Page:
Mercedes-Benz has been the number one luxury carmaker in the country for some time. How important is that number one position?
I think, for the team, it’s definitely very important to be in that position. Even though I wouldn’t want to make it the top criteria, it is helpful in many aspects. It’s our understanding that even if we don’t sell the most vehicles, we’d still like to think that we’re at the top in terms of the kinds of products that we offer and the kind of aftersales support we provide. It’s not just about the volumes, it’s about the overall spirit and being the frontrunner of the industry – moving our industry segment ahead. So, that aspiration will always be there, whether we’re selling the first, second or third most. The team is definitely working with this thought in mind, and it’s only an added bonus when this reflects in our sales figures as well.
You’re also the longest-running luxury car brand in India. But you almost became a victim of your own success, as the younger generation wanted to try something else. Now, the Mercedes story has come back. To what would you attribute your most recent success?
Well, that’s what I heard when I came to India years ago. A lot of people told me that it was an ‘uncle’s brand’, something in which our parents would be interested. Fast forward to Auto Expo 2020, I couldn’t feel even a shred of that old perception. Looking at the kind of products we have in our line-up now, we have something for everybody – for an individual, for the family, for a sporty guy. I think a lot of it can also be attributed to the general design & innovation that has come in our latest cars. From the MBUX technology to the ‘Mercedes Me’ connect, our in-car technology aims to be at the forefront of automotive technology and that’s certainly not the traditional picture you might have of the brand in the past.
And I think a lot of this happened with a big push in design. Even with the AMG brand, we’ve been very successful, and it’s again a kind of image which would not have been associated with us in the past. Again, going back to this year’s Auto Expo, it was my first time attending, and I was overwhelmed by the response we were getting – plus there were all age groups present, ranging from 8-year-old boys and girls looking at our cars with wide eyes to couples and older folks. So, there’s a wide audience that follows our brand and likes it, along with the products.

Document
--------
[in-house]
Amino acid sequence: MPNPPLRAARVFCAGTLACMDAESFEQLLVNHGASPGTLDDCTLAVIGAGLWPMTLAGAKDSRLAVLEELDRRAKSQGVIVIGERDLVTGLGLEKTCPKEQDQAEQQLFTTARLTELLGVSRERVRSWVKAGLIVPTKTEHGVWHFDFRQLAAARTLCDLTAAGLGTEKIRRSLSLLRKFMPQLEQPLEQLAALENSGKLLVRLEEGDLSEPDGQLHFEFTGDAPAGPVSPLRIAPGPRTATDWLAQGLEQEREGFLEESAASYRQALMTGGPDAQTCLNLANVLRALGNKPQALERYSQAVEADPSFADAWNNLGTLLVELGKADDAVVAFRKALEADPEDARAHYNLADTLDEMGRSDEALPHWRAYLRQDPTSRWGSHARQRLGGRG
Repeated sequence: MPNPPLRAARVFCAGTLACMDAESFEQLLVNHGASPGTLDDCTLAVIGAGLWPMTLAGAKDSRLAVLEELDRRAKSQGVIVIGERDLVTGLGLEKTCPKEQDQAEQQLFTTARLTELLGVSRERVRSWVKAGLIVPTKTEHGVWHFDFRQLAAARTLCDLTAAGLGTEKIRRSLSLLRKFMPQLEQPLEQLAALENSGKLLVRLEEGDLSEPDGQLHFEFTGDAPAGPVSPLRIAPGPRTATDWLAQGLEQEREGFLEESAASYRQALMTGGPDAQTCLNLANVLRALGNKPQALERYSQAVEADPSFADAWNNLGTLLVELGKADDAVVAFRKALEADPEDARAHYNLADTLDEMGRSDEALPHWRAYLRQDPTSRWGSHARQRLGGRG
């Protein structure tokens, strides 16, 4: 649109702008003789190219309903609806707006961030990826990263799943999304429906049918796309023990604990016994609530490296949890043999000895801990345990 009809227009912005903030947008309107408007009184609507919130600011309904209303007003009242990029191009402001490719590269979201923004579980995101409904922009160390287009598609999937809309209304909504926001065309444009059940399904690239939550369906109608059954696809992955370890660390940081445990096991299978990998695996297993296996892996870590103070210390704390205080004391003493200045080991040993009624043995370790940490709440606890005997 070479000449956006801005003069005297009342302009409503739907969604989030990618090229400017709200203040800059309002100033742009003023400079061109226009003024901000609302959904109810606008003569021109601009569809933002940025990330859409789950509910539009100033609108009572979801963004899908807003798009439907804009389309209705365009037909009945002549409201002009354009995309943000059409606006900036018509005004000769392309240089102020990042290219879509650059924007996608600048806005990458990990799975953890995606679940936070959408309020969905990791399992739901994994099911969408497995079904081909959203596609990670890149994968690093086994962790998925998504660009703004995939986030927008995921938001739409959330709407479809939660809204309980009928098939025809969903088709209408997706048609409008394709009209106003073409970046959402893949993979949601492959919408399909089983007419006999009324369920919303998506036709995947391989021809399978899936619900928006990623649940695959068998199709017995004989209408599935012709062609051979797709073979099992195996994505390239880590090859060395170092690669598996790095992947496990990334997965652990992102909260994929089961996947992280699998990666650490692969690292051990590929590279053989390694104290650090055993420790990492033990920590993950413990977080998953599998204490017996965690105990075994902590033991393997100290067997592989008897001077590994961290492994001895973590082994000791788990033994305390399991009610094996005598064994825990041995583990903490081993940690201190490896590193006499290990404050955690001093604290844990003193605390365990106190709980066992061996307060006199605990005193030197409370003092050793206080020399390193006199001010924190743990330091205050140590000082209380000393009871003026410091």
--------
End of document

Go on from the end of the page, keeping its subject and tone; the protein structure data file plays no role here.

You also had a lot of products that were due to launch sometime around now – the A-Class Limousine, the new GLA, the new GLS and maybe even the EQC. What happens to all those product plans going forward this year?
We are not changing our product plans. There will be delays no doubt, but the plans themselves have not been altered in any way. Because we’ve had to stop production, and also some products are CBUs, so we can’t really say that nothing has been affected. Of course, it has, but the sequence of the launches will remain unchanged. There’s no ‘if’ here, in the sense that all products will be launched – none will be cancelled. The only question is ‘when’ can we go ahead with these launches.
How is your ‘Merc From Home’ online sales initiative going?
Let me start by saying that it’s not really a new feature. We started this initiative last year, with our used car inventory. From mid-February to mid-March, we sold about 150 used cars via the online platform. It was always the plan to expand our customer reach and include new car sales on the platform. But, obviously, we sped up the process. In fact, since the press release, we’ve seen the traffic double on the channels, with people staying longer on the website.
This is not something that we’re doing just because of the lockdown and the current scenario, but, in fact, we are using this time to execute our long-term plans that were already in place. We believe that Indians are very tech-savvy, and we believe that, in a few years, we can have almost 25% of our total sales online. I’m convinced more than ever now that this target is achievable by 2025.
From payments to documents, everything is possible digitally, although there are still some gaps in the system. But the overall transparency and convenience that the customer gets through this process makes it worthwhile. Plus, you need to look at the system from the eyes of a customer, and not from the seller’s point of view, to identify what a customer wants. Some may want a completely online experience, whereas some might want a slightly assisted experience. Some might start the process online, book a car for a test drive and might go back to completing the rest of the proceedings online. I think we’ll have much better statistics to share after a few weeks.